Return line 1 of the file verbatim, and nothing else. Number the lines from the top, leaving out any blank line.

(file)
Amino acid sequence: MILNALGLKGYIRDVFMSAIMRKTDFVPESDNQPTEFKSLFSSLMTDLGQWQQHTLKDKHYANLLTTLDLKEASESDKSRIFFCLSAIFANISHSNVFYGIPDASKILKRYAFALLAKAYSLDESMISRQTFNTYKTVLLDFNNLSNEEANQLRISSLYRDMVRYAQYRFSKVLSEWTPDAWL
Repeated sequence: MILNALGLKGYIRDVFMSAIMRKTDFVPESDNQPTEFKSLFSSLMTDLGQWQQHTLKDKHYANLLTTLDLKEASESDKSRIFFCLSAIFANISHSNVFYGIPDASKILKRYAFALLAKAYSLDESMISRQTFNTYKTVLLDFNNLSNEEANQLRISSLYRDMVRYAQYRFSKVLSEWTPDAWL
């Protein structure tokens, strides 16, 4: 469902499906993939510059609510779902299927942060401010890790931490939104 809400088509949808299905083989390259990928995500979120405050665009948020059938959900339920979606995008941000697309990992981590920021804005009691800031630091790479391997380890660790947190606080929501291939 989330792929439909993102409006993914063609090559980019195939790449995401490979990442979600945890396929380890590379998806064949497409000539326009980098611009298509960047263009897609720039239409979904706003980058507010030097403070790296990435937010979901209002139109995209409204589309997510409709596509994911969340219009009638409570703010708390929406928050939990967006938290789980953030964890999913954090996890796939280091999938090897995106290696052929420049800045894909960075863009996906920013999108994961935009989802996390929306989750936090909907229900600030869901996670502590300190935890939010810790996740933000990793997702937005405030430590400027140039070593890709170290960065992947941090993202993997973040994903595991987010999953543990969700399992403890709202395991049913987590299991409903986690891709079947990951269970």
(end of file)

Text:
Amino acid sequence: MILNALGLKGYIRDVFMSAIMRKTDFVPESDNQPTEFKSLFSSLMTDLGQWQQHTLKDKHYANLLTTLDLKEASESDKSRIFFCLSAIFANISHSNVFYGIPDASKILKRYAFALLAKAYSLDESMISRQTFNTYKTVLLDFNNLSNEEANQLRISSLYRDMVRYAQYRFSKVLSEWTPDAWL